Carcaso chrome and brown leather adjustable height bar stools from www.simplybarstools.co.uk

Brown leather and chrome adjustable stools from www.simplybarstools.co.uk

So logging off now. I’ve got lists to make for the show this week. Can’t get half way down the motorway and realise I’ve forgotten the electric screwdriver or the pasting table…..

P.S I nearly called this post Stool Samples which had me sniggering for ages, but Mr W the professional part of me wouldn’t allow it.

2016 Interior Design Trends Part II – Kitchens

For those of you patient enough to endure my waffle about interiors…..and occasionally chickens and Mr W, you will have seen last weeks post 2016 Interior Design Trends, and be up to speed on my plan to share my pick of the interior design trends the big guns in interiors are predicting for 2016, along with a few of my own ideas and comments. So its week 2, and as I’m right into kitchens at the moment thanks to my partnership with Cockermouth Kitchens I thought I’d make this Kitchens week.

Before I get stuck in, there is a general theme at the moment that applies to both kitchens and bathrooms, which is to design these rooms to look more like living spaces. It’s easier to achieve if you’re lucky enough to have an open plan space that can incorporate dining and lounging areas. But it’s still possible to create a homely feel in a more compact kitchen by adding warm colours, soft furnishings, open shelving, feature lighting, artwork and decorative accessories. I particularly like it when I see old Persian style rugs on kitchen floors like these below.

Kitchens - Melrose Kitchen by Luciano Group via Houzz

Melrose Kitchen by Luciano Group via Houzz

1. Open Plan Kitchens & Larger Islands

So first on my top ten list – open plan layouts, which for obvious reasons continue to be popular They increase light and space, give you multi-functional areas and keep the family closer together (though some may see this as a negative….). Add an island and hey presto extra storage space, but if you have room you can really sweat your asset by adding a sink or hob, a food prep area and seating. Our chums across the pond are calling this a ‘workhorse’ island. The one below even has his and her sinks. Sounds like two places for Mr W to dump dirt dishes if you ask me…..Kitchens - The Cliffs at Mountain Park by Linda McDougald Design via Houzz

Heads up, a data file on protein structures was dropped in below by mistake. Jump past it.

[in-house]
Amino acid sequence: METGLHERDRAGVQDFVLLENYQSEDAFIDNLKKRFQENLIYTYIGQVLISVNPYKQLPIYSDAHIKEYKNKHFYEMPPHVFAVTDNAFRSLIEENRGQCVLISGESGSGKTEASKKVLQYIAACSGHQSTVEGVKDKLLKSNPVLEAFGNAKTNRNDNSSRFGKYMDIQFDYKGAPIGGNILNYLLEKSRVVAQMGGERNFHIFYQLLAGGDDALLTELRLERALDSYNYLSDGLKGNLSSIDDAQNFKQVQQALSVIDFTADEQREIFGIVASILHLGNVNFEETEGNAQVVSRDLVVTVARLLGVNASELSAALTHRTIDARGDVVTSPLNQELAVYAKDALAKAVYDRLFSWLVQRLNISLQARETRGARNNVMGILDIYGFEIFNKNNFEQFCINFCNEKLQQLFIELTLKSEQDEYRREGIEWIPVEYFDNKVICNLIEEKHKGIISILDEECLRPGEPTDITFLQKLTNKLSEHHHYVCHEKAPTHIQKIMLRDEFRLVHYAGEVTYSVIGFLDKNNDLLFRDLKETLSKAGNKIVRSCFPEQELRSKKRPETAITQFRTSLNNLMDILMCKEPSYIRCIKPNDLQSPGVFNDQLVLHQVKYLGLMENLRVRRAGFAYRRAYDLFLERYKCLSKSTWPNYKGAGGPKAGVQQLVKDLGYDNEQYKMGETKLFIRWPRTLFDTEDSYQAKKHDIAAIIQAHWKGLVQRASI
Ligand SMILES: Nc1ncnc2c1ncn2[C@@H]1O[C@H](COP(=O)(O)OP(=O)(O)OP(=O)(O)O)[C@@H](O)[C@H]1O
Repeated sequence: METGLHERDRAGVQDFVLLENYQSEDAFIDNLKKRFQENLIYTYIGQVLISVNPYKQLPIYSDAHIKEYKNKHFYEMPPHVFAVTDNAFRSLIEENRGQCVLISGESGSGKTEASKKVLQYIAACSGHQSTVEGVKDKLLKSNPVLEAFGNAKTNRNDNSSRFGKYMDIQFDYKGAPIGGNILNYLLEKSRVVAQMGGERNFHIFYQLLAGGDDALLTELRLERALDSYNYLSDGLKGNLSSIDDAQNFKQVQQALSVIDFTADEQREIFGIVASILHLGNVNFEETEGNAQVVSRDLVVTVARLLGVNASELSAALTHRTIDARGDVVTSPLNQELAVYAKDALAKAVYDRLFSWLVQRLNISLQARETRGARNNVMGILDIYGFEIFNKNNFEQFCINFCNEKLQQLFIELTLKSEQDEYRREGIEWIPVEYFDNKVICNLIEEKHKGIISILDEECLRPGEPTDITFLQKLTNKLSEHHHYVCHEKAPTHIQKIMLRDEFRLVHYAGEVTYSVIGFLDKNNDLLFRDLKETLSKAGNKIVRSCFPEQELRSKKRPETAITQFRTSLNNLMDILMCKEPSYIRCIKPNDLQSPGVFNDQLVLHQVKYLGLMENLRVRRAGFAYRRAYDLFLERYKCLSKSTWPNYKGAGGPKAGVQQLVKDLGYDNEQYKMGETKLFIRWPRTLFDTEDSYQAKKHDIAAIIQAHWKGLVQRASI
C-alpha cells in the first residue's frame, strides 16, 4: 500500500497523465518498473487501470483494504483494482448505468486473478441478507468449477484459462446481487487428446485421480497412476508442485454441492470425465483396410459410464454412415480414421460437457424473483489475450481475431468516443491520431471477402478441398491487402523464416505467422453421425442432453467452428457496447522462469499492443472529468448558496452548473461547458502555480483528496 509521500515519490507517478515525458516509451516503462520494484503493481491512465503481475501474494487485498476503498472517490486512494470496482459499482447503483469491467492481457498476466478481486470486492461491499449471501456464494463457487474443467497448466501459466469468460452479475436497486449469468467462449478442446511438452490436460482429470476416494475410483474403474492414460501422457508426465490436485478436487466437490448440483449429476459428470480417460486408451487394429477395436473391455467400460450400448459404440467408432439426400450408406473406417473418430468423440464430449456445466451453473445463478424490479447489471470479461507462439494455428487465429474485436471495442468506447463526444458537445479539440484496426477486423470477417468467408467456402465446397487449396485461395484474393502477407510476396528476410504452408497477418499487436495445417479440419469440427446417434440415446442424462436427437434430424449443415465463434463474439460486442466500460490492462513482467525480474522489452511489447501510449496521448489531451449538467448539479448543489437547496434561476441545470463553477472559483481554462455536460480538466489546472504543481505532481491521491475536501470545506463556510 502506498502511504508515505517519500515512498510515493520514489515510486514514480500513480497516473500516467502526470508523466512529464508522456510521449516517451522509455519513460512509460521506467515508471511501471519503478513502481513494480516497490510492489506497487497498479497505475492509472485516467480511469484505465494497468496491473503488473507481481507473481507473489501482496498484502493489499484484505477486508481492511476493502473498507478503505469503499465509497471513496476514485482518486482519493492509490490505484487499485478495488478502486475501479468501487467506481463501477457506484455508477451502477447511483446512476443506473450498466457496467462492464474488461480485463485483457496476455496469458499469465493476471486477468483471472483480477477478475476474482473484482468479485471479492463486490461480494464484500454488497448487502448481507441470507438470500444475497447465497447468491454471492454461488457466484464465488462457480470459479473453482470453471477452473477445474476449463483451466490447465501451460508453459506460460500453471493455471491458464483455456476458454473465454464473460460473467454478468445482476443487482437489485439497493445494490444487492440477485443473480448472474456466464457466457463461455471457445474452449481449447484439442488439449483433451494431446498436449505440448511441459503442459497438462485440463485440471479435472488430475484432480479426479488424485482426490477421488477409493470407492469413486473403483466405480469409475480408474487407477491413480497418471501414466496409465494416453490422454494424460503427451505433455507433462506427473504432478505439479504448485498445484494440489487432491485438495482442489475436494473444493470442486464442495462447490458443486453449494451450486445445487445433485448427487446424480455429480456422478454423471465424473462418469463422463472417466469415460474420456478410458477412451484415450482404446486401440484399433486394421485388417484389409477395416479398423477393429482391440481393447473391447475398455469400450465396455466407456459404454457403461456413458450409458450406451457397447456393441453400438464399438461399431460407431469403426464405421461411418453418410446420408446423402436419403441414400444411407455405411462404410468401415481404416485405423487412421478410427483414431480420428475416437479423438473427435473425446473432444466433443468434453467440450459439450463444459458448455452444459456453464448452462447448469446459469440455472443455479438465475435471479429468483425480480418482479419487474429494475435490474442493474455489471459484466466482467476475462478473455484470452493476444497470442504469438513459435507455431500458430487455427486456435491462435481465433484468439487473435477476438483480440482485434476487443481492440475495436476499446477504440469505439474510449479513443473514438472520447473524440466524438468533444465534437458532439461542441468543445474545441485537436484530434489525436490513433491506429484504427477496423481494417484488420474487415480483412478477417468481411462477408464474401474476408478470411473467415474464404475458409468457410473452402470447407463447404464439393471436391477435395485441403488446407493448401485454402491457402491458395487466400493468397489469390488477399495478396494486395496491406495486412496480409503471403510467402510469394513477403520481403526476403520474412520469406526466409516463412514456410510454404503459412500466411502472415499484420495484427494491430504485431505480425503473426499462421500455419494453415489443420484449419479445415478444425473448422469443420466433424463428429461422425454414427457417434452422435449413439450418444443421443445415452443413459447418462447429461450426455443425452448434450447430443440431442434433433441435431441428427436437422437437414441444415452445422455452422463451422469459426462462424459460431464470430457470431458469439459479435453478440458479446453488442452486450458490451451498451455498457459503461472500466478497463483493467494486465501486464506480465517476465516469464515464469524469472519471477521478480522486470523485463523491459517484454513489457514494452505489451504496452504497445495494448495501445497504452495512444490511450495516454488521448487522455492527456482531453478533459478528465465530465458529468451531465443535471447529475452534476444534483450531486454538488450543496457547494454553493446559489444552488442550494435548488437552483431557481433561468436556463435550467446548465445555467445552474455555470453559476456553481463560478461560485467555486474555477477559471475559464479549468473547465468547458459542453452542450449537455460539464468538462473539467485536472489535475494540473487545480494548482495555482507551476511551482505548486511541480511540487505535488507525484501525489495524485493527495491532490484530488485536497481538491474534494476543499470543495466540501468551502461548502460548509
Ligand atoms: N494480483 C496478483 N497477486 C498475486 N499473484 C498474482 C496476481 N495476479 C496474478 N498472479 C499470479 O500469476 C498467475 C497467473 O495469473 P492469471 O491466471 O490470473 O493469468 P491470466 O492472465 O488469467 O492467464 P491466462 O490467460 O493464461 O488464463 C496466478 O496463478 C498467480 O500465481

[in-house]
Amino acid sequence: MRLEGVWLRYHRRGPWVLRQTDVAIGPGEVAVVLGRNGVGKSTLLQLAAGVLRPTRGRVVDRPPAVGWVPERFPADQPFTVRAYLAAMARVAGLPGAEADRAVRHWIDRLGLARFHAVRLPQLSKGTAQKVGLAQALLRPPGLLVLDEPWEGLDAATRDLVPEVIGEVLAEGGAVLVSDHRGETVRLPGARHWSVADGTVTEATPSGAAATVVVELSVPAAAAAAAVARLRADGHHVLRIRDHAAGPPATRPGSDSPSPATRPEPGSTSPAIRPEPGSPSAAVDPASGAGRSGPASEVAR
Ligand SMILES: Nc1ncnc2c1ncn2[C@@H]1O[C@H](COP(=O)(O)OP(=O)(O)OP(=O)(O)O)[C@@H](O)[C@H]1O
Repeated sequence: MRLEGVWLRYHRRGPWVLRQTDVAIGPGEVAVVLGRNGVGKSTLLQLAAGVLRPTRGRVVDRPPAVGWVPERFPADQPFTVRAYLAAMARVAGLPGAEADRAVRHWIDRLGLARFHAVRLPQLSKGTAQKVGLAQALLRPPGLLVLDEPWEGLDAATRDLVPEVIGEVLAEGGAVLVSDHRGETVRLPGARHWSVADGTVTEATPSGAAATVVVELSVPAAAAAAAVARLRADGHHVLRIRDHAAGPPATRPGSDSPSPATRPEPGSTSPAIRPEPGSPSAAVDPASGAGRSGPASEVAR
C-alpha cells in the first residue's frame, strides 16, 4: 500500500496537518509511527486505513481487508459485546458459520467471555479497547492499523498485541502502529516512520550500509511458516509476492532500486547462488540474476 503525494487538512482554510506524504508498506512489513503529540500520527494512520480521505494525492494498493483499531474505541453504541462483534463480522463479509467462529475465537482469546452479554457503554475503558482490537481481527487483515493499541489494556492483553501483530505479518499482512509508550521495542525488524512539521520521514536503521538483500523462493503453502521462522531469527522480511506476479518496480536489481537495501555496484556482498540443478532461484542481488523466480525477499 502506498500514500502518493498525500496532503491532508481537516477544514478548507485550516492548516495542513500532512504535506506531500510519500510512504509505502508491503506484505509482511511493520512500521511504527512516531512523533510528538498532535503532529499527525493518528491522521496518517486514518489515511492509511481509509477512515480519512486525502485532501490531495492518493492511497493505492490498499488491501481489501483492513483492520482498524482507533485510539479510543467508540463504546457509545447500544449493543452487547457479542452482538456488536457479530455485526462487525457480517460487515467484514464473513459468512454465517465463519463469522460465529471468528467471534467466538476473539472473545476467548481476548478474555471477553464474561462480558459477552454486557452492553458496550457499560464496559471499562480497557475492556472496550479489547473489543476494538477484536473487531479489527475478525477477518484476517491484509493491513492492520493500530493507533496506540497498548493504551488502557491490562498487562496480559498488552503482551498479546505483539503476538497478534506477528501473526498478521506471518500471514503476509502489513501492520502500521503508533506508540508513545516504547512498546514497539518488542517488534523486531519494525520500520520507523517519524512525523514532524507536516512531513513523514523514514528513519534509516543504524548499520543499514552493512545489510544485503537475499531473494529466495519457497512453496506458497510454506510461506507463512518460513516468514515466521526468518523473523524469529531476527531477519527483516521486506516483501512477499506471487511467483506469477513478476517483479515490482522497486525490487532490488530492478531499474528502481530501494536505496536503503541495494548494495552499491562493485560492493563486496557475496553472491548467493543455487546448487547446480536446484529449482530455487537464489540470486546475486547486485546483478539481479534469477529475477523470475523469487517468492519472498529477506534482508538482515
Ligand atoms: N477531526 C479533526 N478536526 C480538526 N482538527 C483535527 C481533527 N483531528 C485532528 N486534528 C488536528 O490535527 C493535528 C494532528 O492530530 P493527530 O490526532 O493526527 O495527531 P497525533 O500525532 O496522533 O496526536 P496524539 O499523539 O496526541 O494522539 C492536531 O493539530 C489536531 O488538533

Kitchen in The Cliffs at Mountain Park by Linda McDougald Design via Houzz

2. Contrasting Cabinets

Now number 2 isn’t a new trend, t’s just one that’s getting bolder with different finishes now being used not just contrasting colours. I would keep the upper cabinets lighter and play around with texture and darker colours on the lower cabinets for the best effects. My own kitchen is a combination of ivory (Farrow & Ball Ringwood Ground) and deep red (Farrow & Ball Rectory Red) and I love this combination of burnt orange and grainy brown.

Kitchens - Rozelle Cottage by Scott Weston Design Architecture PL via Houzz

Kitchen in Rozelle Cottage by Scott Weston Design Architecture PL via Houzz

3. Porcelain Worktops

I may not be getting any slimmer but worktops are. If you’re a fan of the minimalist look, porcelain worktops are now available as skinny as 3mm, and in a range of colours and finishes including wood, stone, marble and metal effects. They are also more heat, flame and stain resistant than other products on the market which is good news for foodies and red wine drinkers like me.

Kitchens - Slim porcelain kitchen worktops - hot trend for 2016. Image courtesy of Walls & Floors.

Slim porcelain worktops are perfect in minimalist kitchens. Image via Walls & Floors

4. Deep kitchen drawers